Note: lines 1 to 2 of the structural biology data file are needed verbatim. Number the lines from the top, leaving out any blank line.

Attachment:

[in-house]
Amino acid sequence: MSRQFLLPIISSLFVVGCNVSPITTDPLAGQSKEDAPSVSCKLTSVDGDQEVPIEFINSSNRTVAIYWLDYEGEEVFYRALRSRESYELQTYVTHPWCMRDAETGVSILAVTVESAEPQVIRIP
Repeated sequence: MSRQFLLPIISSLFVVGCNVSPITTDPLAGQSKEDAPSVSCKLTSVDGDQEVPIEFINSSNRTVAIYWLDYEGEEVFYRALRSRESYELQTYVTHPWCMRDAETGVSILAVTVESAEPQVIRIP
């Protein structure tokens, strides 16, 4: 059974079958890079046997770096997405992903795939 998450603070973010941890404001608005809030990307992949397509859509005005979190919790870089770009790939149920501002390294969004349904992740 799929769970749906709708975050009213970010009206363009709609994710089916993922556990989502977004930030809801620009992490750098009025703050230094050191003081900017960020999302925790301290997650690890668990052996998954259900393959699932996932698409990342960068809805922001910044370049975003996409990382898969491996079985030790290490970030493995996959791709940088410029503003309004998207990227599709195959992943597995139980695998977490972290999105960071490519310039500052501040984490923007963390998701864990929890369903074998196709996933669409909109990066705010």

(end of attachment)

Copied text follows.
[in-house]
Amino acid sequence: MSRQFLLPIISSLFVVGCNVSPITTDPLAGQSKEDAPSVSCKLTSVDGDQEVPIEFINSSNRTVAIYWLDYEGEEVFYRALRSRESYELQTYVTHPWCMRDAETGVSILAVTVESAEPQVIRIP